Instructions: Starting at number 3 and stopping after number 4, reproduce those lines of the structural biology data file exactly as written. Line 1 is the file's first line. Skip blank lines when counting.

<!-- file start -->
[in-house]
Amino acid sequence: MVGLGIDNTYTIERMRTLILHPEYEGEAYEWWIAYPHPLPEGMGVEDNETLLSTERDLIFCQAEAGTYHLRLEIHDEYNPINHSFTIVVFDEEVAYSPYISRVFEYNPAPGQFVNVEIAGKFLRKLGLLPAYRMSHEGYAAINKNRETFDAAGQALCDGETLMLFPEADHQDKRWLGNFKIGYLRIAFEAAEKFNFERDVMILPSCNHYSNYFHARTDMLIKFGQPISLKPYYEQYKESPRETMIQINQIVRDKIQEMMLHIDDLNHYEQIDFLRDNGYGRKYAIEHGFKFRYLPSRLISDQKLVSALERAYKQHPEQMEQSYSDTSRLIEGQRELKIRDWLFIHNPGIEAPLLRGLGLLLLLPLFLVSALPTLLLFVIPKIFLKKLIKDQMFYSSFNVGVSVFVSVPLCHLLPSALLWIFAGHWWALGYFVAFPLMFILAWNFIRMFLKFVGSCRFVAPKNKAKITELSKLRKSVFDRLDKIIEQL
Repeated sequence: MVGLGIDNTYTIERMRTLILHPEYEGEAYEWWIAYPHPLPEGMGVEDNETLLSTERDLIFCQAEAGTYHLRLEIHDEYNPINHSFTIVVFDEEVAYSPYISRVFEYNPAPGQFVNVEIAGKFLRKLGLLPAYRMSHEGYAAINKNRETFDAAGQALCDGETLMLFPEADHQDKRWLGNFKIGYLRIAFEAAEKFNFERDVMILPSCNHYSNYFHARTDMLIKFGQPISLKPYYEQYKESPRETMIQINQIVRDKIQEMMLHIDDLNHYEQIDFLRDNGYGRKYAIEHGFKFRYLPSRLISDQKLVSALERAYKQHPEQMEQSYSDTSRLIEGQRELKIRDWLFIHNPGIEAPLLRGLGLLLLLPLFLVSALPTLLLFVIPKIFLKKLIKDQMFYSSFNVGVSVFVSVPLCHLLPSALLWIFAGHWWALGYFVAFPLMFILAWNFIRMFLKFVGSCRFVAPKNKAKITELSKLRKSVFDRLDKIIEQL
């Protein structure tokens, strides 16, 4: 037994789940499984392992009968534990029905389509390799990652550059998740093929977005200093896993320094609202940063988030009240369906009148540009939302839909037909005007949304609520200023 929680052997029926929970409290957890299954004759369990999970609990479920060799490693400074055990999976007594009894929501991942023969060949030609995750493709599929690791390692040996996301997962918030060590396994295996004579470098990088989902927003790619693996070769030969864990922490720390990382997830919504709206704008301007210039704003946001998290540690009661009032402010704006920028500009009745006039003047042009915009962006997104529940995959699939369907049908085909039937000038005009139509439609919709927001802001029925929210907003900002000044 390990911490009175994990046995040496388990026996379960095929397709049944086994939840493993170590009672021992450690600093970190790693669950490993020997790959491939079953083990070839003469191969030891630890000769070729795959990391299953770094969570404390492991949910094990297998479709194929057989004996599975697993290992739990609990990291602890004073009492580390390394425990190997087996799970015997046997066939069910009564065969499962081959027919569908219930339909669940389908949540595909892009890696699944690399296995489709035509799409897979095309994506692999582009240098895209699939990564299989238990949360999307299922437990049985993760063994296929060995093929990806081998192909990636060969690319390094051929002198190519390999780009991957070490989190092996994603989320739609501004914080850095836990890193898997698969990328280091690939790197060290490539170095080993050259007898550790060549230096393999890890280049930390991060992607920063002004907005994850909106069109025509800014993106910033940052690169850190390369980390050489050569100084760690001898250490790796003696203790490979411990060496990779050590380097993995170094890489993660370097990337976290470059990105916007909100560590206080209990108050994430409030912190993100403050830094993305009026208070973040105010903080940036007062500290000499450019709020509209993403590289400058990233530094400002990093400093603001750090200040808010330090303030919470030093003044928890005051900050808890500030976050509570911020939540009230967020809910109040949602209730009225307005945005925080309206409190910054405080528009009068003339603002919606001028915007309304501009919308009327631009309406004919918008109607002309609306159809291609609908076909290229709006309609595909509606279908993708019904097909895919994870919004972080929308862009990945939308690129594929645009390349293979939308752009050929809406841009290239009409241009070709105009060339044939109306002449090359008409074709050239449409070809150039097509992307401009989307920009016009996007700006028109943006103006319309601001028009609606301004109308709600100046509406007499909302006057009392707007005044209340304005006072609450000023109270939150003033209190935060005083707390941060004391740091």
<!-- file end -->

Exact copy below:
Repeated sequence: MVGLGIDNTYTIERMRTLILHPEYEGEAYEWWIAYPHPLPEGMGVEDNETLLSTERDLIFCQAEAGTYHLRLEIHDEYNPINHSFTIVVFDEEVAYSPYISRVFEYNPAPGQFVNVEIAGKFLRKLGLLPAYRMSHEGYAAINKNRETFDAAGQALCDGETLMLFPEADHQDKRWLGNFKIGYLRIAFEAAEKFNFERDVMILPSCNHYSNYFHARTDMLIKFGQPISLKPYYEQYKESPRETMIQINQIVRDKIQEMMLHIDDLNHYEQIDFLRDNGYGRKYAIEHGFKFRYLPSRLISDQKLVSALERAYKQHPEQMEQSYSDTSRLIEGQRELKIRDWLFIHNPGIEAPLLRGLGLLLLLPLFLVSALPTLLLFVIPKIFLKKLIKDQMFYSSFNVGVSVFVSVPLCHLLPSALLWIFAGHWWALGYFVAFPLMFILAWNFIRMFLKFVGSCRFVAPKNKAKITELSKLRKSVFDRLDKIIEQL
């Protein structure tokens, strides 16, 4: 037994789940499984392992009968534990029905389509390799990652550059998740093929977005200093896993320094609202940063988030009240369906009148540009939302839909037909005007949304609520200023 929680052997029926929970409290957890299954004759369990999970609990479920060799490693400074055990999976007594009894929501991942023969060949030609995750493709599929690791390692040996996301997962918030060590396994295996004579470098990088989902927003790619693996070769030969864990922490720390990382997830919504709206704008301007210039704003946001998290540690009661009032402010704006920028500009009745006039003047042009915009962006997104529940995959699939369907049908085909039937000038005009139509439609919709927001802001029925929210907003900002000044 390990911490009175994990046995040496388990026996379960095929397709049944086994939840493993170590009672021992450690600093970190790693669950490993020997790959491939079953083990070839003469191969030891630890000769070729795959990391299953770094969570404390492991949910094990297998479709194929057989004996599975697993290992739990609990990291602890004073009492580390390394425990190997087996799970015997046997066939069910009564065969499962081959027919569908219930339909669940389908949540595909892009890696699944690399296995489709035509799409897979095309994506692999582009240098895209699939990564299989238990949360999307299922437990049985993760063994296929060995093929990806081998192909990636060969690319390094051929002198190519390999780009991957070490989190092996994603989320739609501004914080850095836990890193898997698969990328280091690939790197060290490539170095080993050259007898550790060549230096393999890890280049930390991060992607920063002004907005994850909106069109025509800014993106910033940052690169850190390369980390050489050569100084760690001898250490790796003696203790490979411990060496990779050590380097993995170094890489993660370097990337976290470059990105916007909100560590206080209990108050994430409030912190993100403050830094993305009026208070973040105010903080940036007062500290000499450019709020509209993403590289400058990233530094400002990093400093603001750090200040808010330090303030919470030093003044928890005051900050808890500030976050509570911020939540009230967020809910109040949602209730009225307005945005925080309206409190910054405080528009009068003339603002919606001028915007309304501009919308009327631009309406004919918008109607002309609306159809291609609908076909290229709006309609595909509606279908993708019904097909895919994870919004972080929308862009990945939308690129594929645009390349293979939308752009050929809406841009290239009409241009070709105009060339044939109306002449090359008409074709050239449409070809150039097509992307401009989307920009016009996007700006028109943006103006319309601001028009609606301004109308709600100046509406007499909302006057009392707007005044209340304005006072609450000023109270939150003033209190935060005083707390941060004391740091």